As an imagination exercise, I love Amazon’s Working Backwards process and the PRFAQ - you can learn more about it here. It is helpful to visualize the impact you aim to have and work backwards from your customer needs to create a solution. It is similar to the Design Thinking process, but the PRFAQ adds the manifestation piece.

Act

Now is the time to act! But be careful, another mistake that many startups make is not executing at the right time, they spend too much time thinking (doing research) or they reach out to enterprises before making sure they are ready, burning your bridges. Timing is going to be key for you.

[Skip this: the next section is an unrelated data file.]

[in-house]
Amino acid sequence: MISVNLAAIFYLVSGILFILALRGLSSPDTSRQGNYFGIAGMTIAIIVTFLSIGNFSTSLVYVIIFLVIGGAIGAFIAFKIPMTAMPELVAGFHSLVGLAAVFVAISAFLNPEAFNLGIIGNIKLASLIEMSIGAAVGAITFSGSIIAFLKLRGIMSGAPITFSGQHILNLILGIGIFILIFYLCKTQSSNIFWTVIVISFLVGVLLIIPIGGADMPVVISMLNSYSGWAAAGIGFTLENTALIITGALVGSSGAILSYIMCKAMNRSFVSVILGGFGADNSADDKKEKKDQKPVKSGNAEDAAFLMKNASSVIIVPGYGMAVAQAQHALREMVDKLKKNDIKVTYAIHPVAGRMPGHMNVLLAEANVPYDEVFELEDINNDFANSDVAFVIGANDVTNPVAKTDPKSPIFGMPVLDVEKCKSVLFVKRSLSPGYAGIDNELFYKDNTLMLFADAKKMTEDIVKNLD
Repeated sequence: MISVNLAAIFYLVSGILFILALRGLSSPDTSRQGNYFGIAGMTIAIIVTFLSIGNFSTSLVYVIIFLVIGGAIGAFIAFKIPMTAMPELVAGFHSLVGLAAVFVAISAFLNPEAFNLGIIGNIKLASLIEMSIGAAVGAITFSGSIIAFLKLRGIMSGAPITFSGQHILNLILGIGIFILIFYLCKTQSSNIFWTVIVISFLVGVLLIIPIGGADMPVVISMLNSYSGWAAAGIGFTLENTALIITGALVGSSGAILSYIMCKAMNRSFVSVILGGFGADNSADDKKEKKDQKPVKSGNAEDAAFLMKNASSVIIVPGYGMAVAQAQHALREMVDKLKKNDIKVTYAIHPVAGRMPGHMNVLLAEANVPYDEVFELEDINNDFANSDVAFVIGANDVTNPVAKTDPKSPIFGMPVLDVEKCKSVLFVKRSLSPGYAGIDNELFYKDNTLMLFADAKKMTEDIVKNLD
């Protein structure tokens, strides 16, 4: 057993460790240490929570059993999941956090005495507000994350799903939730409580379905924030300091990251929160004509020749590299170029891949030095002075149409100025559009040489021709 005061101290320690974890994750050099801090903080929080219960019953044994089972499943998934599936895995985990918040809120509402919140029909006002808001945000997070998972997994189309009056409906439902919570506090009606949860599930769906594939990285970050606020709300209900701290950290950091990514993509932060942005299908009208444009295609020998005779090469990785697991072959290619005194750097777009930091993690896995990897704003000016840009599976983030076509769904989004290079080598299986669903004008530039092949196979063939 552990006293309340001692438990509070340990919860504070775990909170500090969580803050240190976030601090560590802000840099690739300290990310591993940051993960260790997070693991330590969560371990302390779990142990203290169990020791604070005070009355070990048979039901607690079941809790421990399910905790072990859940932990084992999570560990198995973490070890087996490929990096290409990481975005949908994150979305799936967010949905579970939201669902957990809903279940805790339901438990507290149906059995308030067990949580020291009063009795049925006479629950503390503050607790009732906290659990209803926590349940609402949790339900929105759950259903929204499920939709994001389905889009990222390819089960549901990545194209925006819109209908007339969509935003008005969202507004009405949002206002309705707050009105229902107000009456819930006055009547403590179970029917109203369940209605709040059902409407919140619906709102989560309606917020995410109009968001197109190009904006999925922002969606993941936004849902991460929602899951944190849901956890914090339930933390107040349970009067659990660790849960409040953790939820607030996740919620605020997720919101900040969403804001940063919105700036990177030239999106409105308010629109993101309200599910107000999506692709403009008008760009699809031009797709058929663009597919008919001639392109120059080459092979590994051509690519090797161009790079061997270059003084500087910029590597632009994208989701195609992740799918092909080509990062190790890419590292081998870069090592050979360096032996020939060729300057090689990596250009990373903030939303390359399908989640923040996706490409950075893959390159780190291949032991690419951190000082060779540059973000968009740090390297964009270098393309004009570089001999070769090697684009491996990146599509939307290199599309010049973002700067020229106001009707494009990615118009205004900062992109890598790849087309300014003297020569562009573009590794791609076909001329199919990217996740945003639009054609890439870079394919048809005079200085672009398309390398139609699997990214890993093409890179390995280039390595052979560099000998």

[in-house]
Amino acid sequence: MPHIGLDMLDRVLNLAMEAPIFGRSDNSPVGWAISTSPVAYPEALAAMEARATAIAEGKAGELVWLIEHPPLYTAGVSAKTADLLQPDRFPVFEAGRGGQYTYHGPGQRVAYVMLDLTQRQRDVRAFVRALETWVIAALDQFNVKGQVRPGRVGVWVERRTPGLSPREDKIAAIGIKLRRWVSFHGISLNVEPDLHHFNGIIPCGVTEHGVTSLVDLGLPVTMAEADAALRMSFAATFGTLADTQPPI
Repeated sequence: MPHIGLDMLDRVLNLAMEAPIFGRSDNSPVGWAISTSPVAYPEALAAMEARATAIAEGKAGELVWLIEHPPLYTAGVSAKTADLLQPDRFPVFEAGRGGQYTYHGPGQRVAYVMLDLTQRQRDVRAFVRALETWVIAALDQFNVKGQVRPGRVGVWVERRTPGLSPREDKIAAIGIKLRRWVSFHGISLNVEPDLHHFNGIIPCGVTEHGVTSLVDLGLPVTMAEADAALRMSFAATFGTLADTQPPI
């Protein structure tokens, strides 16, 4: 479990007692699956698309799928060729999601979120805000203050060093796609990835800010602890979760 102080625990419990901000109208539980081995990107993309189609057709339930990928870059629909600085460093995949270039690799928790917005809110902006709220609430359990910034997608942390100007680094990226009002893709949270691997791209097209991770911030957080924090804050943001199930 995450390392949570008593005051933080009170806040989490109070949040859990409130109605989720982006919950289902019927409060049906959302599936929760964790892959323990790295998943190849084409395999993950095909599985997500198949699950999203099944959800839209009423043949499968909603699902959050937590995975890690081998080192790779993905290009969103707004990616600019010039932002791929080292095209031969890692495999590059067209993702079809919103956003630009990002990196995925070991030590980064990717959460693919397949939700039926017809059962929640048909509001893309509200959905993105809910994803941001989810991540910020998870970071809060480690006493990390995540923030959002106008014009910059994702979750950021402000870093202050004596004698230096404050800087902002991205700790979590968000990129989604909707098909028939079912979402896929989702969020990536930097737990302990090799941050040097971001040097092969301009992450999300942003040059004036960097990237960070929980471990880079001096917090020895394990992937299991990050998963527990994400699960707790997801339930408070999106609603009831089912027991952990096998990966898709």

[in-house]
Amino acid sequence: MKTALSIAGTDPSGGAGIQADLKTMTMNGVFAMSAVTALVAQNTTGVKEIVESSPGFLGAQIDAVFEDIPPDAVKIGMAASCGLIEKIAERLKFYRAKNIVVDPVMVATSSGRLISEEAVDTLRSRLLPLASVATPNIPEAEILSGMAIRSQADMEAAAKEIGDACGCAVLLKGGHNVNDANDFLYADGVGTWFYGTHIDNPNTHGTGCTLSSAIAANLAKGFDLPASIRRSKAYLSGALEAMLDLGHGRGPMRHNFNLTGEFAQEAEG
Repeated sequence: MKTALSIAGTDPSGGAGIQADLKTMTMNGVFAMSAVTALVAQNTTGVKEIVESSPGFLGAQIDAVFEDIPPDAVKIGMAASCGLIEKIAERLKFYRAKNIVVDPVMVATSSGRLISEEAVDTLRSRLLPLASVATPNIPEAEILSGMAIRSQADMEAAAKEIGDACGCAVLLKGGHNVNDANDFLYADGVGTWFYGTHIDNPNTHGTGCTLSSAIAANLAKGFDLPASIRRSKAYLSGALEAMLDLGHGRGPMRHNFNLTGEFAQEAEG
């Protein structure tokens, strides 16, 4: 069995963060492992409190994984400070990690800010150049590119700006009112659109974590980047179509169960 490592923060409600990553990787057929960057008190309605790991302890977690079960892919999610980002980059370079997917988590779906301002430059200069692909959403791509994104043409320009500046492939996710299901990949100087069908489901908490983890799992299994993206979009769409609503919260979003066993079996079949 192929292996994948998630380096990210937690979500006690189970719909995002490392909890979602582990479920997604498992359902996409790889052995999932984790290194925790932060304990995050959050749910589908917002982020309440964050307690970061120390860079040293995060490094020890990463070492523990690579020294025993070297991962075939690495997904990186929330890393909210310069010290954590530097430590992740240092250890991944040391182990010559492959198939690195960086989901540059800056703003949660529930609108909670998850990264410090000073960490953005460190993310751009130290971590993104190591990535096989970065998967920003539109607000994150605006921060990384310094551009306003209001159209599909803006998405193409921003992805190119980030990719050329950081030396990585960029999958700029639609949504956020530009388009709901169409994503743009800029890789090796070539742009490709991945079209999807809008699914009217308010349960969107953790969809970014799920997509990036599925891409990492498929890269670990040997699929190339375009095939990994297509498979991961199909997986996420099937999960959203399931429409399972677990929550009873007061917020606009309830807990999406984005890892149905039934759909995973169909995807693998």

They need to trust you and your solution, every contact point is an opportunity for them to trust you, so make sure to go to these meetings well prepared, doing the right questions but at the same time with some insights on the market, their competitors, technologies, etc. You should be an expert in your niche but at the same time, you should be smart enough to listen. The more you know about them, the better you can adapt your solution and at the same time influence them.

Make sure you have the right metrics for your success cases, it doesn’t matter if you were selling to SMEs before or if you already had a few Proof of Concepts (POCs) with enterprises. Large companies don’t want to feel they are a guinea pig, if you did a POC and you didn’t move forward afterward most executives will not see it as unsuccessful, period.